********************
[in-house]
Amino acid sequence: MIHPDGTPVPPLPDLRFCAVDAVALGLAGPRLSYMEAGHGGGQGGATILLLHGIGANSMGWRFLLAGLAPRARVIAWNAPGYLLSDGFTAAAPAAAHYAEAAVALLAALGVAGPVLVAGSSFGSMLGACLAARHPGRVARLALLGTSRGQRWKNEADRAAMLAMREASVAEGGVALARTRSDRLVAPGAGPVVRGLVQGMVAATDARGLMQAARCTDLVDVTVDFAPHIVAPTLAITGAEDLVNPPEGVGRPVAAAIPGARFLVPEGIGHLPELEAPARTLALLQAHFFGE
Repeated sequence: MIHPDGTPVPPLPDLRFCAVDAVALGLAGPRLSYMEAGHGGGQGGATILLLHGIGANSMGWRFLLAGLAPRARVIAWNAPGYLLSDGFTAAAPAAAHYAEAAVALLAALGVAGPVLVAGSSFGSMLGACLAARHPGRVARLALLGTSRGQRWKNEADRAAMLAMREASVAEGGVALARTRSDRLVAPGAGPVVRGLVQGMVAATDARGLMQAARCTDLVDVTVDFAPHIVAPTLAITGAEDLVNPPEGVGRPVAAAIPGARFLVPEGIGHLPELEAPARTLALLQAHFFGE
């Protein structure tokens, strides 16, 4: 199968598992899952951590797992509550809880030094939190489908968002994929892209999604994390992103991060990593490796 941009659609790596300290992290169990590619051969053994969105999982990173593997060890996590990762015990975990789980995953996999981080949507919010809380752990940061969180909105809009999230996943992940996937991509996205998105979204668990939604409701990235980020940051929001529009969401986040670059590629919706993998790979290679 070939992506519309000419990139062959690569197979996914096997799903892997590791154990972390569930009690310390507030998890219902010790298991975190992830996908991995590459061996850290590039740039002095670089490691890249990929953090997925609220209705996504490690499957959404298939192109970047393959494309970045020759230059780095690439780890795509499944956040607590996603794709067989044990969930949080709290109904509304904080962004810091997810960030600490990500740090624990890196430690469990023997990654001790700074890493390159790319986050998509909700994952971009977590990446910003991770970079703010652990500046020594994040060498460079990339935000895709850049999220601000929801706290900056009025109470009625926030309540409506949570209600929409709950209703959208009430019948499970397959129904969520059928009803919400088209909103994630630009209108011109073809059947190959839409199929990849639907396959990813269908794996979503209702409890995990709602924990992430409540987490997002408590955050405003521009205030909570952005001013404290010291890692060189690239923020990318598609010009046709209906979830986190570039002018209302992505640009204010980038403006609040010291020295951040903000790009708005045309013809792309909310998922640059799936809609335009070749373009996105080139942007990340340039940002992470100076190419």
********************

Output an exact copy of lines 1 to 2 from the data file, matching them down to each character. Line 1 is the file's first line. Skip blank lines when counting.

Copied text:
[in-house]
Amino acid sequence: MIHPDGTPVPPLPDLRFCAVDAVALGLAGPRLSYMEAGHGGGQGGATILLLHGIGANSMGWRFLLAGLAPRARVIAWNAPGYLLSDGFTAAAPAAAHYAEAAVALLAALGVAGPVLVAGSSFGSMLGACLAARHPGRVARLALLGTSRGQRWKNEADRAAMLAMREASVAEGGVALARTRSDRLVAPGAGPVVRGLVQGMVAATDARGLMQAARCTDLVDVTVDFAPHIVAPTLAITGAEDLVNPPEGVGRPVAAAIPGARFLVPEGIGHLPELEAPARTLALLQAHFFGE